Milestone assessments

There are certain milestones that all graduate research students must pass in the course of their postgraduate career, before they may submit a thesis for consideration for the award of the DPhil/MSc(Res). The following paragraphs outline the procedure adopted by the Department of Chemistry, together with some related important information. 

Transfer of status

You will have been admitted as a Probationer Research Student (PRS). Towards the end of your first year your progress will be reviewed and a recommendation will be made to the Mathematical, Physical and Life Sciences (MPLS) Division as to whether you should be permitted to transfer to DPhil or MSc(Res) student status.

Our procedure is as follows: 

  1. Both you and your supervisor(s) are obliged to submit quarterly progress reports through the Graduate Supervision Reporting System (GSR). If the reports do not indicate satisfactory progress, you may be called for a formal interview with your Director of Graduate Studies (DGS). 

  2. Assuming satisfactory progress with your research, towards the end of your first year, you will be required to submit a completed form GSO.2.MPLS (see here) and a written report on your research work (details of the required format will be provided in advance). This report should outline your work to date and plans for future research. You should add to the report:

    a) a list of seminars and lectures you have attended (these need not have taken place exclusively in your own laboratory, and should not be restricted narrowly to your own area of research),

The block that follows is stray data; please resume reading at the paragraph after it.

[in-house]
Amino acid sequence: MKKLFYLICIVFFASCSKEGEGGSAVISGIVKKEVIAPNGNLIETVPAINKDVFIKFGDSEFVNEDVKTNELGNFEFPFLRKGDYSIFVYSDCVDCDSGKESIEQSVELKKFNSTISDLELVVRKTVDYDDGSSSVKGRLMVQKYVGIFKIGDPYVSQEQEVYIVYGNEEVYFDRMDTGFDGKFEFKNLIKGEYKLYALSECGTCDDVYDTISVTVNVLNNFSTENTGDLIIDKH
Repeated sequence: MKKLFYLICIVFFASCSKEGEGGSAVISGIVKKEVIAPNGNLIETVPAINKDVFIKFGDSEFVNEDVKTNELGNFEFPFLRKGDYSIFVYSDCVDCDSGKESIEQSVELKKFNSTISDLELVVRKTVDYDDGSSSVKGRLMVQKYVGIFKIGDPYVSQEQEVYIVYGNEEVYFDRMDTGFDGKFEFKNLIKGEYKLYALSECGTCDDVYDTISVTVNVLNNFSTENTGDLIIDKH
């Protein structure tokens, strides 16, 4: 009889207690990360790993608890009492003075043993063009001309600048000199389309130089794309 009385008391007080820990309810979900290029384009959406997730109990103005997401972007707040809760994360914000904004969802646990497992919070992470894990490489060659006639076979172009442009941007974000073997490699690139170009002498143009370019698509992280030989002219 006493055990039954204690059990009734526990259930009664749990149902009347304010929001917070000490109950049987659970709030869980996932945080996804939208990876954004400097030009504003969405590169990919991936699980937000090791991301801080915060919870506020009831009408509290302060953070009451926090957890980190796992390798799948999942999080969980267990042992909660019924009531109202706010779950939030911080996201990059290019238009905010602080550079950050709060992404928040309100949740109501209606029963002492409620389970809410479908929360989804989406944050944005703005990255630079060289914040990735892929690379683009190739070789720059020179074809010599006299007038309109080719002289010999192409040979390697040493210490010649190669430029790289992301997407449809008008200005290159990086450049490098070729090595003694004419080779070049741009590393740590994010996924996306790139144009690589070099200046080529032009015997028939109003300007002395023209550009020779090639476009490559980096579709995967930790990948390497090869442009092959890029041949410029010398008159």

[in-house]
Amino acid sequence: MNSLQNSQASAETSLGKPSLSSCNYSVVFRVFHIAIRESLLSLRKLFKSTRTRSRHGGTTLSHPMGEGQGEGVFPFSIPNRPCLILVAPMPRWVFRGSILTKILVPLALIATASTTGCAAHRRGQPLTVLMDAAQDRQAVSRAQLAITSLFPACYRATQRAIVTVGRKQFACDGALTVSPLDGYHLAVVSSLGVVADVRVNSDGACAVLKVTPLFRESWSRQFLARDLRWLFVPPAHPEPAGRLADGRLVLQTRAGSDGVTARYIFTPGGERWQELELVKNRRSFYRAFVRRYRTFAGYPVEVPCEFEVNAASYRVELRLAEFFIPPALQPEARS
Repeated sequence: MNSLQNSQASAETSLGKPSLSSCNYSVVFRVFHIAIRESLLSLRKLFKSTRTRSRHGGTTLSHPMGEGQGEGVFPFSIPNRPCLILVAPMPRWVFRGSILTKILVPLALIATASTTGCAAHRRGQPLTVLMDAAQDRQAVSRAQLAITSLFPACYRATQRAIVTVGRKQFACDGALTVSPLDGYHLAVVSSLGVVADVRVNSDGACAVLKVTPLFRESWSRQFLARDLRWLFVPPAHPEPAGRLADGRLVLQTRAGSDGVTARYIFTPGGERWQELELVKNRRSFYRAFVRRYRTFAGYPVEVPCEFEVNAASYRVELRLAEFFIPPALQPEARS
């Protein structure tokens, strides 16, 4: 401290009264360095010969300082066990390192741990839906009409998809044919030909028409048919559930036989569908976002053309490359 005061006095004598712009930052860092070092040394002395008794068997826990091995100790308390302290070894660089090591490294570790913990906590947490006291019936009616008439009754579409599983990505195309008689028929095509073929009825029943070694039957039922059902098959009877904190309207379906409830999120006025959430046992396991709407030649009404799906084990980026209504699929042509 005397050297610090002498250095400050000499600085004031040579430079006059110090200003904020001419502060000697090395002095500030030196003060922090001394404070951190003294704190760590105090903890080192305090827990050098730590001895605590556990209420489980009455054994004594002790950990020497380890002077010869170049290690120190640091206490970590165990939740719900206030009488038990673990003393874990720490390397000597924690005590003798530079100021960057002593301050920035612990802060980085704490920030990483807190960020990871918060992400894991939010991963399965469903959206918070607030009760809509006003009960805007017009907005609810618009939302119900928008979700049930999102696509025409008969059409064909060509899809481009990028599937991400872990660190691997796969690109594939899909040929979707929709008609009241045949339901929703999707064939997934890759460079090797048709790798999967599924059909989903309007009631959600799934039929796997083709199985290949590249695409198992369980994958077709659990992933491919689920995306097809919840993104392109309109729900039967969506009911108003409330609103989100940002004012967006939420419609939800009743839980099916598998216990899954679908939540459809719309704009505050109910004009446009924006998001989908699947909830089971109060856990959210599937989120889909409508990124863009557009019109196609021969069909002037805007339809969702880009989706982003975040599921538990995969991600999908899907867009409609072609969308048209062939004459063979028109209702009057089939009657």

b) details of the skills training that you have carried out (you are required to participate in a minimum of three skills training activities during the first year),
    c) a short (half a page) lay summary.

    You should ensure that your supervisor has a copy of the report. They will be asked to make comments on your work, and for a recommendation as to whether you should be permitted to proceed to DPhil/MSc(Res) status. Chemistry students must also complete the University's online research integrity training (for Natural and Physical Sciences) before applying for transfer of status. The training is available at:

  3. You will be orally examined (usually by staff members of your laboratory) at a time to be arranged, normally in September (for Michaelmas Term starters), although it may be held a different time. You will be expected to be able to demonstrate a sound background knowledge in your field of research, to explain the work you have undertaken so far, and outline your plans for future research. As part of the assessment, you will be expected to give a short presentation on your work.

  4. On the basis of your report, your supervisor’s recommendation, and that of the assessing panel, the Head of Section or DGS will decide whether you will be permitted to transfer to DPhil/MSc(Res) status. You will be informed of the outcome of your assessment in writing. If the recommendation is not favourable, you will be permitted one further application for transfer after a sufficient period of time, normally one term.  Your DGS will give you a clear indication of the areas in which the panel finds your work or background knowledge to be unsatisfactory. You must remedy these deficiencies within the allotted period. The panel that carried out the review will have the authority to recommend either that you should be allowed to transfer to DPhil or MSc(Res) status, or that you would be best advised to withdraw from the course.  If you do not accept the recommendation of the panel then the University’s procedure for the removal of graduate students from the Register, as set out in the Examination Regulations, will be followed.